Change Management: The Art of Positive Change

Change ManagementWhile change is a given for all modern organizations, it often fails due to its complexity and the resistance it faces (Dhiman & Marques, 2020).

A shift toward psychology-led change management approaches that consider positive change as a combination of science and art may be the solution (Woodman, 2014; Abudi, 2017).

In this article, we consider the nature of change and why positive change should be approached, at least in part, as an art.

We also explore the potential of positive psychology to answer many of the needs involved in creating readiness and momentum to support continuous change success.

Before you continue, we thought you might like to download our three Positive Leadership Exercises for free. These detailed, science-based exercises will help you or others adopt positive leadership practices and help organizations thrive.

Why Is Positive Change an Art?

Change can occur at a macro or micro level, impacting how the organization and its staff function and the risk it is willing to accept (Dhiman & Marques, 2020).

A significant change, or transformation, is recognized as a dramatic shift in an organization’s culture, how it does business, information technology, processes, and procedures, and it may offer a new vision of what’s possible (Abudi, 2017).

On the other hand, a small change may be as simple as fine-tuning a payment process or modifying a sales brochure (Abudi, 2017).

Why is change vital?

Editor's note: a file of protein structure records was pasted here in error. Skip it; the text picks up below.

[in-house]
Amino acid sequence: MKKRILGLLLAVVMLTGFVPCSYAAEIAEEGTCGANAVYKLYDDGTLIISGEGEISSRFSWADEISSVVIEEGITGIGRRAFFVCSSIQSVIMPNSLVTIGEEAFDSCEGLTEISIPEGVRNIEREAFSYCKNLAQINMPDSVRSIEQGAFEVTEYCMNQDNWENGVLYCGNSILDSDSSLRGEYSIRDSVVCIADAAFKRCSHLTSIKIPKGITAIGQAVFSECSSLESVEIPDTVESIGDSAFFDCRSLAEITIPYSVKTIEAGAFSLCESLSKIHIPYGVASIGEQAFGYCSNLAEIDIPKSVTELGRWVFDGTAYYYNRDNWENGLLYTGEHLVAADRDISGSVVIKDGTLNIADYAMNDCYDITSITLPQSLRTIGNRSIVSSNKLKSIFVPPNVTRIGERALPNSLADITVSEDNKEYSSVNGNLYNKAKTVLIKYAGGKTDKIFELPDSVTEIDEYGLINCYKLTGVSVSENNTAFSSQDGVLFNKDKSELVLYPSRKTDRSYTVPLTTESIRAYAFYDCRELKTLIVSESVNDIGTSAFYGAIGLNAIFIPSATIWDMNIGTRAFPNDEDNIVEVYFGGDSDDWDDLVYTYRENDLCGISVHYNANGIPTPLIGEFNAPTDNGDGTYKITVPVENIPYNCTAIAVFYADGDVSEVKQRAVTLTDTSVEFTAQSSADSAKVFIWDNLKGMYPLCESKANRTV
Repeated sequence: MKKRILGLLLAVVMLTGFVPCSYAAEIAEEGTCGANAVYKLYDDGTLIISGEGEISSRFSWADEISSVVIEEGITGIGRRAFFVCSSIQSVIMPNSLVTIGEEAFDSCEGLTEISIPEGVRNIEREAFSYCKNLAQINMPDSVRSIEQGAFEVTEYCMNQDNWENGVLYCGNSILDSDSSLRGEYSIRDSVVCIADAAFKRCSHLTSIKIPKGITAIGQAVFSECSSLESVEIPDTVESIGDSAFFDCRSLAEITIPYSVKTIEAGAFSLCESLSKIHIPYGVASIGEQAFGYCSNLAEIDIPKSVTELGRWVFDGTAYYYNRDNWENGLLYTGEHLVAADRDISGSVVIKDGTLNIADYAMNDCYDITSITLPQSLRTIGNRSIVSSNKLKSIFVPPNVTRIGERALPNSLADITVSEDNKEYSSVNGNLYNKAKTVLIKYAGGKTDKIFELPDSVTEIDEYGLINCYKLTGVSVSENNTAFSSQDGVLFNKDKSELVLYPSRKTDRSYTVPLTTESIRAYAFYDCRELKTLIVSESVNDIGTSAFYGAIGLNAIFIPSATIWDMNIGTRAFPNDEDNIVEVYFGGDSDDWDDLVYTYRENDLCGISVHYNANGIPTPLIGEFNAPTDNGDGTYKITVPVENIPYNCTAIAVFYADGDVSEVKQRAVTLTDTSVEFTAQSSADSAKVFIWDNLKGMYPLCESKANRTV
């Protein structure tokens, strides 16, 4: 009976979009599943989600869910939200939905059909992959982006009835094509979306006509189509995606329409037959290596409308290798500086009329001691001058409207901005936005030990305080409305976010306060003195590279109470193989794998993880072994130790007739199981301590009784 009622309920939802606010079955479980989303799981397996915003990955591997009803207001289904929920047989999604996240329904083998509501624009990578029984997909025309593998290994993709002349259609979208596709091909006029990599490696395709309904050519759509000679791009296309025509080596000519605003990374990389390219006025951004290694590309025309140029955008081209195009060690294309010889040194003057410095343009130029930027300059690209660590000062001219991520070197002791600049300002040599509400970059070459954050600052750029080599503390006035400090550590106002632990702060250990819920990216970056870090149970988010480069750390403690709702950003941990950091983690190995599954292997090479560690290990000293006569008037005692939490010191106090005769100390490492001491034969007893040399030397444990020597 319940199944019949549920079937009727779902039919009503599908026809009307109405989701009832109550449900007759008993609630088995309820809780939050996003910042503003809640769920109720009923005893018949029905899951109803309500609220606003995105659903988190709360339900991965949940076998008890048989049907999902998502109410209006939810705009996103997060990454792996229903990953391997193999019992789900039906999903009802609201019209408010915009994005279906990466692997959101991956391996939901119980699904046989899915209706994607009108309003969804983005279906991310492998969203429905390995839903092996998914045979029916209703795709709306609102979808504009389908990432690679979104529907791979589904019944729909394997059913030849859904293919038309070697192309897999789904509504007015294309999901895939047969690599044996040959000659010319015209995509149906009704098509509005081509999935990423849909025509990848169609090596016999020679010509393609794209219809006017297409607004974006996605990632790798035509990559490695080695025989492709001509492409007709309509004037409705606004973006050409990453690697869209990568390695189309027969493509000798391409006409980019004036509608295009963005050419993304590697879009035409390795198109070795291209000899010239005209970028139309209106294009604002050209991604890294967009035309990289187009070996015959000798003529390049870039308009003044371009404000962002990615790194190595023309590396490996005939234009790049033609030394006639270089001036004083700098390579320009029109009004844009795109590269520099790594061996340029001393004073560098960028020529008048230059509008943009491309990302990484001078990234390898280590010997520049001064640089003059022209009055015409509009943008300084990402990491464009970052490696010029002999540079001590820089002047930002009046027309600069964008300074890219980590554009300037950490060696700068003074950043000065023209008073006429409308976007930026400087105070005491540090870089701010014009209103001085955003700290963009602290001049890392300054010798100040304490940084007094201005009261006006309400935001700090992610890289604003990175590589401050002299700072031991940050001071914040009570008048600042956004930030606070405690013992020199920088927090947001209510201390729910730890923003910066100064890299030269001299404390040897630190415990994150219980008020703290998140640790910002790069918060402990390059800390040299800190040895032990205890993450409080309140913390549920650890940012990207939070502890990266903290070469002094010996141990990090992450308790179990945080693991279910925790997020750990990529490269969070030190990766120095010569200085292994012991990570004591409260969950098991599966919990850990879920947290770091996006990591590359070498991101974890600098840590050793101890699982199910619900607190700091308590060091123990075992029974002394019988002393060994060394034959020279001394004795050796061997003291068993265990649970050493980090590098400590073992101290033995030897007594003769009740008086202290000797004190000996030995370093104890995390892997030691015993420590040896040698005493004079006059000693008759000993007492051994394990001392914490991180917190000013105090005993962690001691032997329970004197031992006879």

Without change, the organization will not achieve its strategy, it will fail to grow and prosper, and employees will not grow or develop professionally (Abudi, 2017).

However, chaotic change is associated with organizations that have no strategy or change for change’s sake. A change-savvy organization recognizes the need and common occurrence of change and is often led by employees to ensure the organization survives and evolves to meet the market’s needs (Abudi, 2017).

Positive change as an art

Perhaps surprisingly, most change initiatives fail, often due to resistance from within the organization (Dhiman & Marques, 2020).

In response, modern leadership supports positive change, helping employees welcome opportunities for themselves and their organization to develop and grow.

While science, theory, and research are undoubtedly vital, change “depends, to a very real extent, on the ability to appreciate and balance science and art in each of these domains” (Woodman, 2014, p. 463). Art in this sense refers to the practice of change management but also requires a richness based on imagination, insight, skill, leadership, and even courage.

Six keys to leading positive change - Rosabeth Moss Kanter

Check out Rosabeth Moss Kanter’s TEDx talk, “Six Keys to Leading Positive Change.”

10 Benefits of Positive Organizational Change Management

Positive change management has many benefits, including (Dhiman & Marques, 2020; Atkinson et al., 2015):

  1. Allowing organizations to stay ahead of their competitors by adapting to evolving markets and technological advances
  2. Supporting resilience to withstand unexpected challenges